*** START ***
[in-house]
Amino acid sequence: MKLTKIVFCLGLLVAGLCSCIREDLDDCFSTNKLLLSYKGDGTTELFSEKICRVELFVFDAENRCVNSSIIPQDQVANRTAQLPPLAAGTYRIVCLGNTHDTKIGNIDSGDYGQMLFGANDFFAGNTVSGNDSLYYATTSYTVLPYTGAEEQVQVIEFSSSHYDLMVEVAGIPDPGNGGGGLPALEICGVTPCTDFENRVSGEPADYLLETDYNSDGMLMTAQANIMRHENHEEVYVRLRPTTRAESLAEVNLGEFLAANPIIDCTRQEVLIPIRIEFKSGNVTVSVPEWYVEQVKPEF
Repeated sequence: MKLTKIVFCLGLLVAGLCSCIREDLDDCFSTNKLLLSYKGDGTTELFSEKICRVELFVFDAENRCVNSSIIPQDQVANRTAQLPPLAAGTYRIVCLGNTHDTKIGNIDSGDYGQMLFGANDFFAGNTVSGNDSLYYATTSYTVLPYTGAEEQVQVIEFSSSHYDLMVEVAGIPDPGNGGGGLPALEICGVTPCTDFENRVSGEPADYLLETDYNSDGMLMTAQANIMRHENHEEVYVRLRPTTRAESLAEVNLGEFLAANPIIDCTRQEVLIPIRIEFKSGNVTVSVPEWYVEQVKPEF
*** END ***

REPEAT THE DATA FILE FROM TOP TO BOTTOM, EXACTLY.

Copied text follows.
[in-house]
Amino acid sequence: MKLTKIVFCLGLLVAGLCSCIREDLDDCFSTNKLLLSYKGDGTTELFSEKICRVELFVFDAENRCVNSSIIPQDQVANRTAQLPPLAAGTYRIVCLGNTHDTKIGNIDSGDYGQMLFGANDFFAGNTVSGNDSLYYATTSYTVLPYTGAEEQVQVIEFSSSHYDLMVEVAGIPDPGNGGGGLPALEICGVTPCTDFENRVSGEPADYLLETDYNSDGMLMTAQANIMRHENHEEVYVRLRPTTRAESLAEVNLGEFLAANPIIDCTRQEVLIPIRIEFKSGNVTVSVPEWYVEQVKPEF
Repeated sequence: MKLTKIVFCLGLLVAGLCSCIREDLDDCFSTNKLLLSYKGDGTTELFSEKICRVELFVFDAENRCVNSSIIPQDQVANRTAQLPPLAAGTYRIVCLGNTHDTKIGNIDSGDYGQMLFGANDFFAGNTVSGNDSLYYATTSYTVLPYTGAEEQVQVIEFSSSHYDLMVEVAGIPDPGNGGGGLPALEICGVTPCTDFENRVSGEPADYLLETDYNSDGMLMTAQANIMRHENHEEVYVRLRPTTRAESLAEVNLGEFLAANPIIDCTRQEVLIPIRIEFKSGNVTVSVPEWYVEQVKPEF